Ceasing Methamphetamine Use Helps Reverse Drug-Induced Heart Failure

The use of methamphetamine (meth) can cause severe heart failure (HF), but stopping use can significantly improve according to the findings of a new study presented at the American Heart Association 2019 Scientific Sessions in Philadelphia.

“Methamphetamine abuse and the HF it can cause are growing public health concern,” said lead author Harpreet S. Bhatia, MD, of the University of California, San Diego in a press release. “Interventions directed at treating addiction are vital, in addition to optimal medical therapy for HF in general.”

The study researchers compared the medical records between 74 patients with meth-associated HF and 83 patients HF. All patients who had used meth underwent treatment at the same hospital around the same time as non-meth users. Patients with meth-associated HF were younger (mean age: 51 for users, 61 for non-users). Heart problems with the main pumping chamber, which was observed to be enlarged in users and pumping less blood than their non-using counterparts, were reported.

According to the results, patients with meth-associated HF were hospitalized at a rate four-fold that of non-meth users over a period of one year. Moreover, those with meth-associated HF were eight times more likely to abuse alcohol and five times more likely to use opioids. Patients in both study groups were evaluated at baseline, six months, and 12 months, with urine tests used to determine those who were using. Among patients who stopped using, 43% showed improvement in pumping ability, compared with continued users, who showed a 4% decrease in pumping ability. Those who discontinued use were significantly less likely to hospitalized while being just as unlikely to improve as patients with HF unrelated to meth use.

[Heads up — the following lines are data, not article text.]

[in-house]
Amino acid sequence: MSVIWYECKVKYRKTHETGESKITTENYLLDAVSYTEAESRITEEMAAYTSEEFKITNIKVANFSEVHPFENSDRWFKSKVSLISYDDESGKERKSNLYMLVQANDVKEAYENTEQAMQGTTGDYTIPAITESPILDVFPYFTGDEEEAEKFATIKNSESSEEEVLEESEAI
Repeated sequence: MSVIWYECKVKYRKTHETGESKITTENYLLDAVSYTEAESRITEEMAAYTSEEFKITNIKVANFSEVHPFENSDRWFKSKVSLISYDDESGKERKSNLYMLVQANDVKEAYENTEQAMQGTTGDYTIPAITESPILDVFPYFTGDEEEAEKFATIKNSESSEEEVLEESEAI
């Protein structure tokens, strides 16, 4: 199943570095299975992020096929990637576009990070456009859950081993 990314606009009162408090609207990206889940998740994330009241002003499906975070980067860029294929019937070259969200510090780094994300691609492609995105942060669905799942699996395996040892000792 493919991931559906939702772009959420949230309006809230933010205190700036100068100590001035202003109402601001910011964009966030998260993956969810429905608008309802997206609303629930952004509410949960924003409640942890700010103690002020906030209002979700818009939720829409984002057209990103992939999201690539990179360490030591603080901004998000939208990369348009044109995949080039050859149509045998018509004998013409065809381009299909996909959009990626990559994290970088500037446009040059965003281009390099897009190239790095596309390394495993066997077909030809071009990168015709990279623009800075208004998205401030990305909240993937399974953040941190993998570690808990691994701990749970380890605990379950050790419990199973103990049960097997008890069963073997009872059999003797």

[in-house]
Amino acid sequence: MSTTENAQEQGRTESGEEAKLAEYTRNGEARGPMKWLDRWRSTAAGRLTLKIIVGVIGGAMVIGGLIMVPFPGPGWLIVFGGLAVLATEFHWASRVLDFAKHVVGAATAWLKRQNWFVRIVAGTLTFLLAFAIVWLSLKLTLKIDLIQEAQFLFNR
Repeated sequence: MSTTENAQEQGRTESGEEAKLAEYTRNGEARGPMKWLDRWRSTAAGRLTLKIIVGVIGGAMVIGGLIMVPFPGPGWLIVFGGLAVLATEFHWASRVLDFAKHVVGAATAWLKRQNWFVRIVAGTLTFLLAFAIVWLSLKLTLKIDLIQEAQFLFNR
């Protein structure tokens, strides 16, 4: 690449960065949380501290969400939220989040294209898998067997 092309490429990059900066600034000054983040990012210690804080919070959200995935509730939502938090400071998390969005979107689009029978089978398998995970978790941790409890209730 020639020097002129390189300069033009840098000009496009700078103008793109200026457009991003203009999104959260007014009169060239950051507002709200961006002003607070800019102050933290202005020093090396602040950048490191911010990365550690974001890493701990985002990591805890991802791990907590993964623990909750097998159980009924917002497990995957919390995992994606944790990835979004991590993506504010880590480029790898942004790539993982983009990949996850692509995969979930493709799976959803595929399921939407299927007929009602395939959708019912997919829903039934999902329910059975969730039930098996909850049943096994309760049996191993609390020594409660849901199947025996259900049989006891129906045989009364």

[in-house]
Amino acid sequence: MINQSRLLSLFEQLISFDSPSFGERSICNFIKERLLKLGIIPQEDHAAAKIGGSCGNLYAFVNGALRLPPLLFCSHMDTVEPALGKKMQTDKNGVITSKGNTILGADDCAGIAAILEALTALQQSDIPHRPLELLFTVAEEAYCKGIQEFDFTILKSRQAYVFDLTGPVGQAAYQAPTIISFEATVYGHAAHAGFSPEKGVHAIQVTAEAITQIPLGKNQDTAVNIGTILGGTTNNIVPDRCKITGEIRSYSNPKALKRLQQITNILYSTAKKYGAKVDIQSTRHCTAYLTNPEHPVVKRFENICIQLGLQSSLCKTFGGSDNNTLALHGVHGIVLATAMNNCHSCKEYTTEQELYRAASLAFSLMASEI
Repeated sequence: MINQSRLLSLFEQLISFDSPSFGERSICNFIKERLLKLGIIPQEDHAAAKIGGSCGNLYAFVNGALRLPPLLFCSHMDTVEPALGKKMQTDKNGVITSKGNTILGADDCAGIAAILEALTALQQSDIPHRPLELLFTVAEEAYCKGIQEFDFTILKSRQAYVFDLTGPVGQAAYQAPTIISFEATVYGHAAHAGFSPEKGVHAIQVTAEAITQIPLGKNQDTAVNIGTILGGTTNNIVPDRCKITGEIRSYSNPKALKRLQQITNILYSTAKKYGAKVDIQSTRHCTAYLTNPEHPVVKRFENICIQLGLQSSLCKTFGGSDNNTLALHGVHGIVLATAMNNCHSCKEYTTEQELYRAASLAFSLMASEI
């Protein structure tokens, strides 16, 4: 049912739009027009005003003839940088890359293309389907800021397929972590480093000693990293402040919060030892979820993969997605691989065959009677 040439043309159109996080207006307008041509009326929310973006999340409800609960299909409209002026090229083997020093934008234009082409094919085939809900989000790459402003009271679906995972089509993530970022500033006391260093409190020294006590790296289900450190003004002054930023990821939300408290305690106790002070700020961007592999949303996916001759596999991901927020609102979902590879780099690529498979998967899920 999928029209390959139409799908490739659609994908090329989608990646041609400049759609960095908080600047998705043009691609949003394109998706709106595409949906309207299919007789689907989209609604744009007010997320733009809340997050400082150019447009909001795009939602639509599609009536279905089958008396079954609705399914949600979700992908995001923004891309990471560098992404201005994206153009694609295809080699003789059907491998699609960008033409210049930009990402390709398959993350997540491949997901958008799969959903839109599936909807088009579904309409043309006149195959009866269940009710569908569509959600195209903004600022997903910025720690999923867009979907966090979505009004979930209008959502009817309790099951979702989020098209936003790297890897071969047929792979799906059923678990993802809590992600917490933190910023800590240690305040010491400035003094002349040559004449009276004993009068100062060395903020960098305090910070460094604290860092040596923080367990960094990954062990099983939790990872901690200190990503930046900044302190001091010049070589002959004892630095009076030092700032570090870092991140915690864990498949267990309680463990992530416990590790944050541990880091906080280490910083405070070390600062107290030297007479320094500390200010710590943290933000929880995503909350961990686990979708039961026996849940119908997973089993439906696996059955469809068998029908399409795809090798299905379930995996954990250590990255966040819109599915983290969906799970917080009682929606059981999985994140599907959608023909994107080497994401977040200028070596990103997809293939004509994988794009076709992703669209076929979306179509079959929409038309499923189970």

“We were surprised to see the positive effects of meth cessation in such a short time,” said Dr. Bhatia in a presentation. “Our study provides hope that HF can be improved if meth abuse can be addressed along with prescribing optimal therapy for HF.”